Please read on for details of how we went about our interviews and survey.
Brighton and Hove Yiddish choir
The project first became involved with the Brighton and Hove Yiddish Choir in August 2020, although Ben Rogaly has been a member of the choir since 2018. The choir was put on hold in September 2022 although occasional Yiddish Singing Workshops continue in Brighton and Hove. Initially, we made informal contact via email with the choir director Polina Shepherd. We explained the aims of the project and suggested that we would like to invite choir members to take part in interviews. Following ethical approval from the University of Brighton research ethics committee in November 2020, and also with Polina’s approval, Ben contacted choir members through the internal mailing list. 13 choir members responded to this invitation. These individuals were sent an information sheet containing details about the project and a consent form to sign and return. Online interviews of around an hour were then conducted with those 13 choir members using Zoom software. In 10 cases, Ben conducted the interview alone, in two cases Ben and Amy conducted the interview together, and in one case Ben and Cath conducted the interview. All bar one interview was audio-recorded on a separate device and professionally transcribed; detailed notes were taken in the interview that was not recorded.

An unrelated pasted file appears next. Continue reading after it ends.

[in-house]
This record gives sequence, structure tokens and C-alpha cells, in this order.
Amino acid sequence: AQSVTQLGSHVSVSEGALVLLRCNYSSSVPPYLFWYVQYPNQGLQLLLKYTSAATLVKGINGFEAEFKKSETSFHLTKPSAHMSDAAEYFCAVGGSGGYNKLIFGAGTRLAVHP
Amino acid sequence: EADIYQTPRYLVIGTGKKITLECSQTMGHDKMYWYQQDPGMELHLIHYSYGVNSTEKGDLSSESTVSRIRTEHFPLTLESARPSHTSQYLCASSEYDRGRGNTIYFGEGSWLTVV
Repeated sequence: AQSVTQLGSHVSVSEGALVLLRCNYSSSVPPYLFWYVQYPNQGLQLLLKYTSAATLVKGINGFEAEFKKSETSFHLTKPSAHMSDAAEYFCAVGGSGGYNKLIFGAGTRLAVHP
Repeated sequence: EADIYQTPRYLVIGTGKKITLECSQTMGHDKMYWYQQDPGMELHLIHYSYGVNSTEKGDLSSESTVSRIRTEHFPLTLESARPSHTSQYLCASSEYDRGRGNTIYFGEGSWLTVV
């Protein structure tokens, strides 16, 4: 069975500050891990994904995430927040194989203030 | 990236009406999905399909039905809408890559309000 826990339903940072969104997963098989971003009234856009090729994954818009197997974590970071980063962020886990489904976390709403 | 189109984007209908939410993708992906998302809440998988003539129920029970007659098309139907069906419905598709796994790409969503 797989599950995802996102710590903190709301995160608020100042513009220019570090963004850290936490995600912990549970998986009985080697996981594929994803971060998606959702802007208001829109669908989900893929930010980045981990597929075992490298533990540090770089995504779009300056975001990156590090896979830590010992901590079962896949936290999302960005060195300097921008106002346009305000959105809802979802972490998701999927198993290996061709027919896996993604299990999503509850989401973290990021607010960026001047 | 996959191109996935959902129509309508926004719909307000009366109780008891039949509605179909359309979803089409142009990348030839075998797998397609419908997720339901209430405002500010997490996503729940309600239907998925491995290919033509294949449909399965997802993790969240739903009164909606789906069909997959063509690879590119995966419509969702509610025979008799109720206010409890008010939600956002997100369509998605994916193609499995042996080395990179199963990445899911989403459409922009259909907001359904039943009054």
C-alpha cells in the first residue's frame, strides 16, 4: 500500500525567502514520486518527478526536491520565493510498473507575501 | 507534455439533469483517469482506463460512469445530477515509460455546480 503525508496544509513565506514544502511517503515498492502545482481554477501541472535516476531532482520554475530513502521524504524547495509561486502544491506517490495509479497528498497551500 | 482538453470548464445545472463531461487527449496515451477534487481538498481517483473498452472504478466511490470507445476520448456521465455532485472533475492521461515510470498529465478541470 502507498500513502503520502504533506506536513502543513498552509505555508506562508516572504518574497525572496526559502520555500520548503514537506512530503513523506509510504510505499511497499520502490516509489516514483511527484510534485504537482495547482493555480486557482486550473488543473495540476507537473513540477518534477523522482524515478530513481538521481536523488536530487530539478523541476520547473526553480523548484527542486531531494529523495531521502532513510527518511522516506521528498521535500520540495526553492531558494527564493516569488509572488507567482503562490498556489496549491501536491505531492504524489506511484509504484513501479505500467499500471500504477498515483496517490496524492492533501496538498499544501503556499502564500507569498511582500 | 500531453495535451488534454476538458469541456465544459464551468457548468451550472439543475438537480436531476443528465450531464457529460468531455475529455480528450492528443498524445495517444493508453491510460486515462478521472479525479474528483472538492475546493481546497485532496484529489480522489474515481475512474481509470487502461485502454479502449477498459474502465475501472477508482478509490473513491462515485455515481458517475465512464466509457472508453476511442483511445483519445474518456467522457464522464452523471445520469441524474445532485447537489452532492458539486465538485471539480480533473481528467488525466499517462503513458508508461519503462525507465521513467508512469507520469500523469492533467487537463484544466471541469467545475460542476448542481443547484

During interviews, choir members were asked biographical questions about where they have lived and their working lives, as well as questions relating to membership of the choir, the experience of the pandemic, and broader issues of community, hope and solidarity in Brighton and Hove and beyond. All choir participants were sent a copy of their transcript and given the opportunity to comment on, edit, or redact aspects of it. They were also shown a draft of the choir case study report so that they could see their comments in context and make further suggestions. Three of the choir participants chose to use their own names in the report.
Migrant English Project
As a volunteer with the Migrant English Project (MEP), Cath approached MEP volunteers informally in January 2021 via the MEP mailing list, to ask whether they would be willing to take part in an online or phone interview and, following an extension of our initial ethical approval, we began interviewing volunteers in February 2021. In total, 12 volunteers were interviewed. All participants were sent an information sheet and asked to return a written consent form prior to their interviews. 12 volunteer interviews were conducted online and recorded using Zoom software (although in one case, the recording failed and we had to rely on notes taken during the interview; these were checked with the participant for accuracy). Cath conducted all the interviews and was joined by Amy and Ben for one interview each. One interview was transcribed by the team; the rest were professionally transcribed.
During interviews, MEP volunteers were asked where they are from and how long they have lived in Brighton and Hove. They spoke about other meaningful places in their lives. Then, they explained why they got involved with MEP, their initial feelings about the project, and how those feelings developed over time, including during the pandemic. We asked about their involvement in other community groups too. They then described their views of hope and solidarity in general, and in relation to MEP. All MEP volunteers were sent a copy of their transcript and given the opportunity to comment on, edit, or redact aspects of it. They were shown a draft of the report, so that they could see their comments in context and suggest further changes. None chose to use their own names in the report.